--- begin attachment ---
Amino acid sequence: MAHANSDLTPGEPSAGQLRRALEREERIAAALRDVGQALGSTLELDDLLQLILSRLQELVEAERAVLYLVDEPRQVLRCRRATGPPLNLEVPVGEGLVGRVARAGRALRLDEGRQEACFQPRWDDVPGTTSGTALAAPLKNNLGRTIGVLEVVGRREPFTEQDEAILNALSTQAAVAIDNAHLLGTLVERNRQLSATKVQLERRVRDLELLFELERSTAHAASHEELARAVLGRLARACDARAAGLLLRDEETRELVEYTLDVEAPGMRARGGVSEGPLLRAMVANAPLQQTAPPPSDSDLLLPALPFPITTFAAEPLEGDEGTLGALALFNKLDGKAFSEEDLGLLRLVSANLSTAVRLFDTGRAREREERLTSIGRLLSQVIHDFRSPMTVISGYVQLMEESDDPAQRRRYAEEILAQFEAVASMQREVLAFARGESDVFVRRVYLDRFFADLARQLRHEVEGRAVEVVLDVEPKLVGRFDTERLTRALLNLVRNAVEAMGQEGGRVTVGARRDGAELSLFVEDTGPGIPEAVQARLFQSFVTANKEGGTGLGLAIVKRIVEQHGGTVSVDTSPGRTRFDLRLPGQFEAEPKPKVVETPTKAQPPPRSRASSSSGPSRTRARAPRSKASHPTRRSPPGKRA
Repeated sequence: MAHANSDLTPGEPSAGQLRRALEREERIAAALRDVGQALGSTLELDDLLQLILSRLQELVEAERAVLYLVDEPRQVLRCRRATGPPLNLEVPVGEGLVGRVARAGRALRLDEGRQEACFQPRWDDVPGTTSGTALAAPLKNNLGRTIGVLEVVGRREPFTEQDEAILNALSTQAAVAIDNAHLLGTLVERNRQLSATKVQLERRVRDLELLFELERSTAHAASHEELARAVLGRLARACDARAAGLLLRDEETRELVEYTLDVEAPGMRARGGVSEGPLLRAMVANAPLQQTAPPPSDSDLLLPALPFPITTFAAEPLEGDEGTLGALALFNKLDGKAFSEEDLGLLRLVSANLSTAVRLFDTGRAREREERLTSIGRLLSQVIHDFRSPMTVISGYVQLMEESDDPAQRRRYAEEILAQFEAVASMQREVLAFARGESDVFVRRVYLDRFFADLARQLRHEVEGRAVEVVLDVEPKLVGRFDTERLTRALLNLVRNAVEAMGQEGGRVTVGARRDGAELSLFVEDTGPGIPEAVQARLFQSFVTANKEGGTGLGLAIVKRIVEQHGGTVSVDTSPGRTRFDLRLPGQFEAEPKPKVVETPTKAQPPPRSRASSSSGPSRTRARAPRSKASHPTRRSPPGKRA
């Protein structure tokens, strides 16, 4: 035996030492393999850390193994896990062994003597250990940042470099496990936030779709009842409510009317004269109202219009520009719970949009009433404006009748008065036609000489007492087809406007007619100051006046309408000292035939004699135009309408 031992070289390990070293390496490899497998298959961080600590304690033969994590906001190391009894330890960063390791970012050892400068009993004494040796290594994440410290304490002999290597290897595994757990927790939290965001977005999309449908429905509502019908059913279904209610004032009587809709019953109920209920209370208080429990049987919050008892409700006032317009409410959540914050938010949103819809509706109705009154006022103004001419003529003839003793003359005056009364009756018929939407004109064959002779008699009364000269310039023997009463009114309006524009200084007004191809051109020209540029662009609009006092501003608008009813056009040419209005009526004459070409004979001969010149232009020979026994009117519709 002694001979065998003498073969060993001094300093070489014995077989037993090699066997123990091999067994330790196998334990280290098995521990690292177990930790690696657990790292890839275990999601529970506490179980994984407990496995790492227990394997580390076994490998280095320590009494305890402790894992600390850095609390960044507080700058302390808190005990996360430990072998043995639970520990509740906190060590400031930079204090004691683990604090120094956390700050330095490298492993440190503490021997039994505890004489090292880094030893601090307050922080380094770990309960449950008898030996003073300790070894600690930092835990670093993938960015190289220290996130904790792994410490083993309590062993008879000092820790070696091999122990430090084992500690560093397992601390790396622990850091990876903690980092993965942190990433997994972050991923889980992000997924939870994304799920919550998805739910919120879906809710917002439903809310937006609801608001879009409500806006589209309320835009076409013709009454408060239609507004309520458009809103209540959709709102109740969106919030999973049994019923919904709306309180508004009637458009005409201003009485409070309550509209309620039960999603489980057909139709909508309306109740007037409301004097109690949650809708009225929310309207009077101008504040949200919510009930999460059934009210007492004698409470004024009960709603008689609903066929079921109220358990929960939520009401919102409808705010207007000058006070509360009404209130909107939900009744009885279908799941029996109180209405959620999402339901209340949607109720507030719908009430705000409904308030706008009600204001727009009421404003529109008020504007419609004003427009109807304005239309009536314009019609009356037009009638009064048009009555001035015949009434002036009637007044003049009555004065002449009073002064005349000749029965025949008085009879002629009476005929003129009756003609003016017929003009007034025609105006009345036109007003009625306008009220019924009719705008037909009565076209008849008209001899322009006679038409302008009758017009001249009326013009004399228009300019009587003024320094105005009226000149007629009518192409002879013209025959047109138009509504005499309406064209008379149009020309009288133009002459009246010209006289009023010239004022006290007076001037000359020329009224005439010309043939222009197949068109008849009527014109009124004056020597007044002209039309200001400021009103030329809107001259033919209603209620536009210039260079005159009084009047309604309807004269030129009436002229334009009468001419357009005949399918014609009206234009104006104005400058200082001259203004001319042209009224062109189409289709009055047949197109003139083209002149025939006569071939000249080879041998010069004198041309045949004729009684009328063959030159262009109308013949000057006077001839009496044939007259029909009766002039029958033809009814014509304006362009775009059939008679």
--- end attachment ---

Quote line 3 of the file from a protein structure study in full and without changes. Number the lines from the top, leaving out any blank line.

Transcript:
């Protein structure tokens, strides 16, 4: 035996030492393999850390193994896990062994003597250990940042470099496990936030779709009842409510009317004269109202219009520009719970949009009433404006009748008065036609000489007492087809406007007619100051006046309408000292035939004699135009309408 031992070289390990070293390496490899497998298959961080600590304690033969994590906001190391009894330890960063390791970012050892400068009993004494040796290594994440410290304490002999290597290897595994757990927790939290965001977005999309449908429905509502019908059913279904209610004032009587809709019953109920209920209370208080429990049987919050008892409700006032317009409410959540914050938010949103819809509706109705009154006022103004001419003529003839003793003359005056009364009756018929939407004109064959002779008699009364000269310039023997009463009114309006524009200084007004191809051109020209540029662009609009006092501003608008009813056009040419209005009526004459070409004979001969010149232009020979026994009117519709 002694001979065998003498073969060993001094300093070489014995077989037993090699066997123990091999067994330790196998334990280290098995521990690292177990930790690696657990790292890839275990999601529970506490179980994984407990496995790492227990394997580390076994490998280095320590009494305890402790894992600390850095609390960044507080700058302390808190005990996360430990072998043995639970520990509740906190060590400031930079204090004691683990604090120094956390700050330095490298492993440190503490021997039994505890004489090292880094030893601090307050922080380094770990309960449950008898030996003073300790070894600690930092835990670093993938960015190289220290996130904790792994410490083993309590062993008879000092820790070696091999122990430090084992500690560093397992601390790396622990850091990876903690980092993965942190990433997994972050991923889980992000997924939870994304799920919550998805739910919120879906809710917002439903809310937006609801608001879009409500806006589209309320835009076409013709009454408060239609507004309520458009809103209540959709709102109740969106919030999973049994019923919904709306309180508004009637458009005409201003009485409070309550509209309620039960999603489980057909139709909508309306109740007037409301004097109690949650809708009225929310309207009077101008504040949200919510009930999460059934009210007492004698409470004024009960709603008689609903066929079921109220358990929960939520009401919102409808705010207007000058006070509360009404209130909107939900009744009885279908799941029996109180209405959620999402339901209340949607109720507030719908009430705000409904308030706008009600204001727009009421404003529109008020504007419609004003427009109807304005239309009536314009019609009356037009009638009064048009009555001035015949009434002036009637007044003049009555004065002449009073002064005349000749029965025949008085009879002629009476005929003129009756003609003016017929003009007034025609105006009345036109007003009625306008009220019924009719705008037909009565076209008849008209001899322009006679038409302008009758017009001249009326013009004399228009300019009587003024320094105005009226000149007629009518192409002879013209025959047109138009509504005499309406064209008379149009020309009288133009002459009246010209006289009023010239004022006290007076001037000359020329009224005439010309043939222009197949068109008849009527014109009124004056020597007044002209039309200001400021009103030329809107001259033919209603209620536009210039260079005159009084009047309604309807004269030129009436002229334009009468001419357009005949399918014609009206234009104006104005400058200082001259203004001319042209009224062109189409289709009055047949197109003139083209002149025939006569071939000249080879041998010069004198041309045949004729009684009328063959030159262009109308013949000057006077001839009496044939007259029909009766002039029958033809009814014509304006362009775009059939008679």